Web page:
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Seven Deadly Sins of Boards.
By Kevin Dwyer
Thursday, 28th November 2013
 

Micromanagement: 

Boards get involved in levels of detail that are not their responsibility, but rather, the responsibility of management.
 
This is why boards should develop a formal charter of expectations that makes it clear what risks they are taking responsibility for, and then delegate responsibility for all other risks to management and stay clear. The board, of course, is still accountable for all risks. They cannot delegate accountability.
 
For example, in the case of poor customer service in a call centre, the board does not get involved as the risks at that level are clearly a management responsibility. However, after a spate of customer service issues in the call centre and other areas of the business that are persistent and for which the CEO has not credibly planned to tackle, the board may decide to remove the CEO. They would do this because the CEO’s effectiveness is their responsibility.
 
Indifference:
 
Boards act with indifference to audit reports, business control reports and complaints, and are reluctant to act against a poor performing CEO.
 
A prime example being the David Jones board a few years ago, who ignored reports about the behaviour of their CEO. The result was that the affected staff member had to resort to making a public complaint rather than use the internal processes of David Jones to make her case. Claims of plausible deniability did the board reputation no favours.
 
Boards are accountable for all risks in an organisation. They must proactively review risks at each board meeting through a combination of reporting from the management team, their own risk subcommittee and any third parties they, the management team or regulators may employ. They should revise the treatment of the evident risks each year.
 
Confusion:
 
Board members and boards as a collective do not fully understand what they are there for or what the organisation’s purpose is.
 
Boards should drive the strategy of the organisation to enable it to reach its goal within the bounds of its purpose. I have seen boards who decided that they should build schools and housing estates because they had the money to do so, rather than returning the excess funds to shareholders and leaving the government to build schools and housing.
 
The board is responsible for setting the vision and mission and developing the governance structures. They maintain accountability for strategy and share responsibility for strategy with the management team. Their support for other projects needs to be exercised through different means than funding appropriation.
 
Impatience:
 
Board members go beyond enthusiasm for their role, especially when they are new, believing they are going to be a “mover and shaker” of the status quo. They do not always take the time, however, to learn what is already underway and the motivators and blockers to change within the organisation. Their lack of patience creates many unintended negative consequences.
 
Board members should be enthusiastic and should be, at times, agents of change. However, it is best done within a framework of collaboration characterised by data driven robust, respectful debate in preference to opinionated argument.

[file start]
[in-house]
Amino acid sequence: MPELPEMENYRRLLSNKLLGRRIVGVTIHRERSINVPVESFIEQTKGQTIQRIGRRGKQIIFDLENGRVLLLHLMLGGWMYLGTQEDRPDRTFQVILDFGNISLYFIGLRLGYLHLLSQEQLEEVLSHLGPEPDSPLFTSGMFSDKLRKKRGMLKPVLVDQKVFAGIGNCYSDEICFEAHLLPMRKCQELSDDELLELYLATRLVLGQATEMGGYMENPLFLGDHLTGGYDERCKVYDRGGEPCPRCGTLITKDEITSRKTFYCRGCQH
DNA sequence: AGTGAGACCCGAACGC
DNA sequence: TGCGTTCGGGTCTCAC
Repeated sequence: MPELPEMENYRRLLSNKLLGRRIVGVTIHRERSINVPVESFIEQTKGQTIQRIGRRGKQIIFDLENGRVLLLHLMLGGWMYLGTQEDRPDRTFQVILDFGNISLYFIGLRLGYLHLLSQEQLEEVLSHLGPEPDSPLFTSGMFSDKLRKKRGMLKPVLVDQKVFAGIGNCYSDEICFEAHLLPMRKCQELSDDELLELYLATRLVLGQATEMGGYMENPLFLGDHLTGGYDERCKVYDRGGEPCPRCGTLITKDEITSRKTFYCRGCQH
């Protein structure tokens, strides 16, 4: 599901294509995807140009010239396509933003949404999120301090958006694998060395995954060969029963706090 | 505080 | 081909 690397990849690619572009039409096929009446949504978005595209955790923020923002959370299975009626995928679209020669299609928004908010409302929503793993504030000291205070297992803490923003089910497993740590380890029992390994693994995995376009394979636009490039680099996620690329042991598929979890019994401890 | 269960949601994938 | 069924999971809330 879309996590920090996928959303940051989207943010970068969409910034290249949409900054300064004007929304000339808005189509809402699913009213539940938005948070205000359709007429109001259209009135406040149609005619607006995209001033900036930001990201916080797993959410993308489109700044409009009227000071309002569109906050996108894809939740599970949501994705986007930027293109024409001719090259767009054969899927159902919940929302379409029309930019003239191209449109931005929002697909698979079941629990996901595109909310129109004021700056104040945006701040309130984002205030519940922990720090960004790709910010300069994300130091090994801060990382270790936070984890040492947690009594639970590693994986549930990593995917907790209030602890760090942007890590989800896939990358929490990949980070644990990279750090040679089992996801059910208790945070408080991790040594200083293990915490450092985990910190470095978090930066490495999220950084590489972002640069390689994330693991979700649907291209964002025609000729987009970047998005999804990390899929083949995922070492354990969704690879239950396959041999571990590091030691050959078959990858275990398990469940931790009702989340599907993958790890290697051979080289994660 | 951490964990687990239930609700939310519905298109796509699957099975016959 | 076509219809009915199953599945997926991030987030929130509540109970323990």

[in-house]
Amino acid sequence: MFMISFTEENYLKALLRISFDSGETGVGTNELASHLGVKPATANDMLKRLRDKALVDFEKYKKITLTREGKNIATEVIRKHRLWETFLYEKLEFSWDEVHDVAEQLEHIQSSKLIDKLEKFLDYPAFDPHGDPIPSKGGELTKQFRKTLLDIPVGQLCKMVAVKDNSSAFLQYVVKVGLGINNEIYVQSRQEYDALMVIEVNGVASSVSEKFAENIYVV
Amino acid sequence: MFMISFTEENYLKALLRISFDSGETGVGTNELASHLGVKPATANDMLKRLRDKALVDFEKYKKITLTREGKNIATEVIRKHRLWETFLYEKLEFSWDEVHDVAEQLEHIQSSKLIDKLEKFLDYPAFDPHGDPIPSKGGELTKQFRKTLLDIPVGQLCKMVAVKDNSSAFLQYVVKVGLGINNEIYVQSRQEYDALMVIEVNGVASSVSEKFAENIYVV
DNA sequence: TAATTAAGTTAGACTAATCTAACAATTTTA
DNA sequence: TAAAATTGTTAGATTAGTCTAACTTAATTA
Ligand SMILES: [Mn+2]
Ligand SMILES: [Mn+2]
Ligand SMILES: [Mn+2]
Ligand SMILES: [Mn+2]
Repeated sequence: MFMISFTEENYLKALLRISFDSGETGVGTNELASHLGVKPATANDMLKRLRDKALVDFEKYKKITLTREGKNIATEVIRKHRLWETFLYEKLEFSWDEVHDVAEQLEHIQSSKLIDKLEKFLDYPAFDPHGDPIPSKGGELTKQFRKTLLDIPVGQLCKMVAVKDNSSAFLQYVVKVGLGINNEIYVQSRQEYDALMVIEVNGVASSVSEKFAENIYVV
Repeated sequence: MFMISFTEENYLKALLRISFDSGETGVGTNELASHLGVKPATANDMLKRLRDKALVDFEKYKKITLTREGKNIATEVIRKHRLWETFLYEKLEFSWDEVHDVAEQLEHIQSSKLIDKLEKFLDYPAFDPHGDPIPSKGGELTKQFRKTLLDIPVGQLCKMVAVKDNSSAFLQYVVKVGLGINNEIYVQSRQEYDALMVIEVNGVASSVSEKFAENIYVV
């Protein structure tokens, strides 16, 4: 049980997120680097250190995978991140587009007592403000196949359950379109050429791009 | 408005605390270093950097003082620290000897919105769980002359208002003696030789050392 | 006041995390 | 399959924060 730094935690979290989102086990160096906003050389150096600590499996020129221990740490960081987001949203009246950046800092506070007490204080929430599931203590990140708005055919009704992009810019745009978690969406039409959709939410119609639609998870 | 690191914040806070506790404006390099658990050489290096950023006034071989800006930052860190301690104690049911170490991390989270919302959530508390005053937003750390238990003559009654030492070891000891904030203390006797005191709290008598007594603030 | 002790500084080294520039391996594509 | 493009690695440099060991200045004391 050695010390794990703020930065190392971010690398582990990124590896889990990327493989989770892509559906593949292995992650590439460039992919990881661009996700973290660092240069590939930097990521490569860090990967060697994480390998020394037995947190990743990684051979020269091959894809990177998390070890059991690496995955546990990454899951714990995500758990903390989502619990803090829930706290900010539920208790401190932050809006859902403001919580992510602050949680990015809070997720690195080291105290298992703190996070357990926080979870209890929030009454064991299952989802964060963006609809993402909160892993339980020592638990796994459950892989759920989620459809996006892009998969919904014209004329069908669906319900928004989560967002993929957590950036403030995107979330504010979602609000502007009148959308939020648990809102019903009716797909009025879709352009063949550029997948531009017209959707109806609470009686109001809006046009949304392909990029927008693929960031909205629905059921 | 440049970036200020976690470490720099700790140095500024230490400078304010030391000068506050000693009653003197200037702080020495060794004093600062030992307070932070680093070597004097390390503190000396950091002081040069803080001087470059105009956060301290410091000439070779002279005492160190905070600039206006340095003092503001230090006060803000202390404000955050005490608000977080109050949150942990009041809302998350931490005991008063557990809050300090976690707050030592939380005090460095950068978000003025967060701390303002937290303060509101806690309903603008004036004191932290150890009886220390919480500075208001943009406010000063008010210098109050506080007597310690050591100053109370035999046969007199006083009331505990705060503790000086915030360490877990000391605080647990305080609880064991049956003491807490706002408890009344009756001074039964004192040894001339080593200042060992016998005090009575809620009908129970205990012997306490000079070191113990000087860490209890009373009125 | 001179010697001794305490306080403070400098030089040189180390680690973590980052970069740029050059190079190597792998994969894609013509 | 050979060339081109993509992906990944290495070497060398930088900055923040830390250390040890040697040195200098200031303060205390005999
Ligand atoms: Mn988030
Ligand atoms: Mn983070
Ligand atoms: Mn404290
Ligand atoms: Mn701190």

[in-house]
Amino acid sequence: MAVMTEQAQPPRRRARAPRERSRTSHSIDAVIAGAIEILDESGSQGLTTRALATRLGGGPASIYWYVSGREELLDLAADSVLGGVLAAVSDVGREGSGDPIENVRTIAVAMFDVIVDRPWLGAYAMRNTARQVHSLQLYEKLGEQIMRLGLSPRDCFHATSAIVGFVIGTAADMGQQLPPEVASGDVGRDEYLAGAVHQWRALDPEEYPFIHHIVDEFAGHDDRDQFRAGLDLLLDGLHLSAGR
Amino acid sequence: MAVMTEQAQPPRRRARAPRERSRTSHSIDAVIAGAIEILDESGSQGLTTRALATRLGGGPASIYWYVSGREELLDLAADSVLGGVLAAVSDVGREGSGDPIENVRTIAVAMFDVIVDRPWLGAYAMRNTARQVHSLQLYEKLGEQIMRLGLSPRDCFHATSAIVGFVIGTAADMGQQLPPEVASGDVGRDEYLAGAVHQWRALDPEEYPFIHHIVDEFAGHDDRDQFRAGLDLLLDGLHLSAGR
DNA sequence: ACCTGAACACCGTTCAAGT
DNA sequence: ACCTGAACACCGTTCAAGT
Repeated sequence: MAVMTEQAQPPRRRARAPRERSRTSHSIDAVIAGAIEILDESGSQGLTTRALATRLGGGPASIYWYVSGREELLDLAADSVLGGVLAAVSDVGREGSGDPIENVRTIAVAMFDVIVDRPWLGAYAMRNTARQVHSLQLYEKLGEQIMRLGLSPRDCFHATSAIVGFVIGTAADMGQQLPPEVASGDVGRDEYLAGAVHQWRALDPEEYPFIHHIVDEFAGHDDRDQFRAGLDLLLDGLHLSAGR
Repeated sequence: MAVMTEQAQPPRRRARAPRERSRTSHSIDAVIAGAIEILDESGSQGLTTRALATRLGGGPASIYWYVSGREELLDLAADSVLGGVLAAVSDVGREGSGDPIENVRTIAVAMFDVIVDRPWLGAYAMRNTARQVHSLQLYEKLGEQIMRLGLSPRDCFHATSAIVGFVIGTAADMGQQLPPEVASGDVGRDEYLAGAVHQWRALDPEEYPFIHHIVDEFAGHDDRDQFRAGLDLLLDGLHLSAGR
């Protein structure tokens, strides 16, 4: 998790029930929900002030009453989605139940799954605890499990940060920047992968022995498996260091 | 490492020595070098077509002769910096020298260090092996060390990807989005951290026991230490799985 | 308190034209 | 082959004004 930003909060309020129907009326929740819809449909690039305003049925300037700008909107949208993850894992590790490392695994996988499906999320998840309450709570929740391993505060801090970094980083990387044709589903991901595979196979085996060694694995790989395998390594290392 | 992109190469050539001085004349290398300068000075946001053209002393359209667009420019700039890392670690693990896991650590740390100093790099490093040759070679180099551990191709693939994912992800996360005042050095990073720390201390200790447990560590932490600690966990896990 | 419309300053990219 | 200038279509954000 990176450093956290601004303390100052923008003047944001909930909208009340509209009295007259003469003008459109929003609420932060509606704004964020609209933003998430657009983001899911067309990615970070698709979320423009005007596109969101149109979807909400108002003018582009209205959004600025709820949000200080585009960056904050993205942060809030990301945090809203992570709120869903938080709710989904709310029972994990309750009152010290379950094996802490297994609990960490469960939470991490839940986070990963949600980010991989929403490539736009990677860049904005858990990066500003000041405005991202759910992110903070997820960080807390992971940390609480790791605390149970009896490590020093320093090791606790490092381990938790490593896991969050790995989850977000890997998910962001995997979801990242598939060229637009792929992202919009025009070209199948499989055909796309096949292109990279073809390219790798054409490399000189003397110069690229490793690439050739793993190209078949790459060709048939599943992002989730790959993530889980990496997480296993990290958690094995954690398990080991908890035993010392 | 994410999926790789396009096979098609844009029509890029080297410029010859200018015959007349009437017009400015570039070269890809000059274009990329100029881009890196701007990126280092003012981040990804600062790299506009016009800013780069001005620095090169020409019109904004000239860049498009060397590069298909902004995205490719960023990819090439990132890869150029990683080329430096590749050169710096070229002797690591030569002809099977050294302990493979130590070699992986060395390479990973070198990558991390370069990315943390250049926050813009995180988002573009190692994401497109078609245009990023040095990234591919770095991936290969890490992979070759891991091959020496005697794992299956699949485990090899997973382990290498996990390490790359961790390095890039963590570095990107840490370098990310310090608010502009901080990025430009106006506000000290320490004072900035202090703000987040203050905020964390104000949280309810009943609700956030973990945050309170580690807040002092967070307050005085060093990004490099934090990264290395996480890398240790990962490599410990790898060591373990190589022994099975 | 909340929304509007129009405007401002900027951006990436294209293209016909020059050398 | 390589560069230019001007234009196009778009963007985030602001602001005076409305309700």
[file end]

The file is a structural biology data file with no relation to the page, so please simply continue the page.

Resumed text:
Politics:
 
4Hoteliers Image LibraryBoards that operate along factional lines with mutually exclusive agendas. This characteristic sounds the death knell of boards.
 
Board members should set up governance practices and recruitment practices that encourage debate and discourage politics. Board members who are overtly political should have this characteristic and its impact made known to them by the chairman and should be actively discouraged from acting this way. The performance of individual board members and their ability to act in the organisation’s interests should be measured and rated externally where possible.
 
Indiscretion:
 
Board members share confidential information without authorisation. It is highly unethical and sometimes illegal for board members to divulge the contents of board meetings to outsiders without express permission of the board as a whole.
 
The chairman and other officers such a deputy chairman and secretary have no special rights to disclose information without agreement.
 
The board should appoint a spokesman, usually the chairman but in circumstances including but not limited to crisis communication, the spokesman may be someone with specific communication skills and operational knowledge. The spokesperson should be made aware of what they can and cannot divulge. Board members who repeatedly commit indiscretions should be disciplined.
 
Disruption:
 
Board members try to make points in the meeting by embarrassing the board chair or other member by asking a surprise question that cannot be answered quickly. The intent isn’t to gain information, only to embarrass.
 
A primary task of a board is to make decisions, based on information they acquire through reading, presentations and asking questions. Board members need to feel comfortable in making a decision, and it is important that any question that needs answering be asked prior to voting. The more contentious the issue, the more it behoves the member asking the question to table the question well beforehand, possibly in the previous board meeting.

We welcome your comments.
Contact Kevin by email at
kevin.dwyer@changefactory.com.au or via phone on +61 (0)408 508 490

www.changefactory.com.au

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